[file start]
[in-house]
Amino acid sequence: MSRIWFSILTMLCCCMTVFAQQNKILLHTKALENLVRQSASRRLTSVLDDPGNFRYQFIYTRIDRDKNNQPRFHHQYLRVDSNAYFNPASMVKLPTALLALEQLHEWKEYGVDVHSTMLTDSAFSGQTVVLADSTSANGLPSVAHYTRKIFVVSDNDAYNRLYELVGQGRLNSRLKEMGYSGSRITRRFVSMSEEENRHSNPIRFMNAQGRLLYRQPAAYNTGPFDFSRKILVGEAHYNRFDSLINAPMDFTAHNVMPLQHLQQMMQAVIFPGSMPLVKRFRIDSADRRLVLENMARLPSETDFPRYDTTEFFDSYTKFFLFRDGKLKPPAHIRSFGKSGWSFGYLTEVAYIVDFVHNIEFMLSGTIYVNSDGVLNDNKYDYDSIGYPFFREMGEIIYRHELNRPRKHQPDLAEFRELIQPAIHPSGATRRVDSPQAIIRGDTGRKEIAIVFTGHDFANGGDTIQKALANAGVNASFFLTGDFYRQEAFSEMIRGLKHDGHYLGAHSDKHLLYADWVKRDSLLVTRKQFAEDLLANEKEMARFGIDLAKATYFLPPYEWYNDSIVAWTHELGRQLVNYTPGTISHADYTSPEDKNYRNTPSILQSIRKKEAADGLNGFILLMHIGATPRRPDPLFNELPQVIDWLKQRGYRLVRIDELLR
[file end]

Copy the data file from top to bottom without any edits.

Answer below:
[in-house]
Amino acid sequence: MSRIWFSILTMLCCCMTVFAQQNKILLHTKALENLVRQSASRRLTSVLDDPGNFRYQFIYTRIDRDKNNQPRFHHQYLRVDSNAYFNPASMVKLPTALLALEQLHEWKEYGVDVHSTMLTDSAFSGQTVVLADSTSANGLPSVAHYTRKIFVVSDNDAYNRLYELVGQGRLNSRLKEMGYSGSRITRRFVSMSEEENRHSNPIRFMNAQGRLLYRQPAAYNTGPFDFSRKILVGEAHYNRFDSLINAPMDFTAHNVMPLQHLQQMMQAVIFPGSMPLVKRFRIDSADRRLVLENMARLPSETDFPRYDTTEFFDSYTKFFLFRDGKLKPPAHIRSFGKSGWSFGYLTEVAYIVDFVHNIEFMLSGTIYVNSDGVLNDNKYDYDSIGYPFFREMGEIIYRHELNRPRKHQPDLAEFRELIQPAIHPSGATRRVDSPQAIIRGDTGRKEIAIVFTGHDFANGGDTIQKALANAGVNASFFLTGDFYRQEAFSEMIRGLKHDGHYLGAHSDKHLLYADWVKRDSLLVTRKQFAEDLLANEKEMARFGIDLAKATYFLPPYEWYNDSIVAWTHELGRQLVNYTPGTISHADYTSPEDKNYRNTPSILQSIRKKEAADGLNGFILLMHIGATPRRPDPLFNELPQVIDWLKQRGYRLVRIDELLR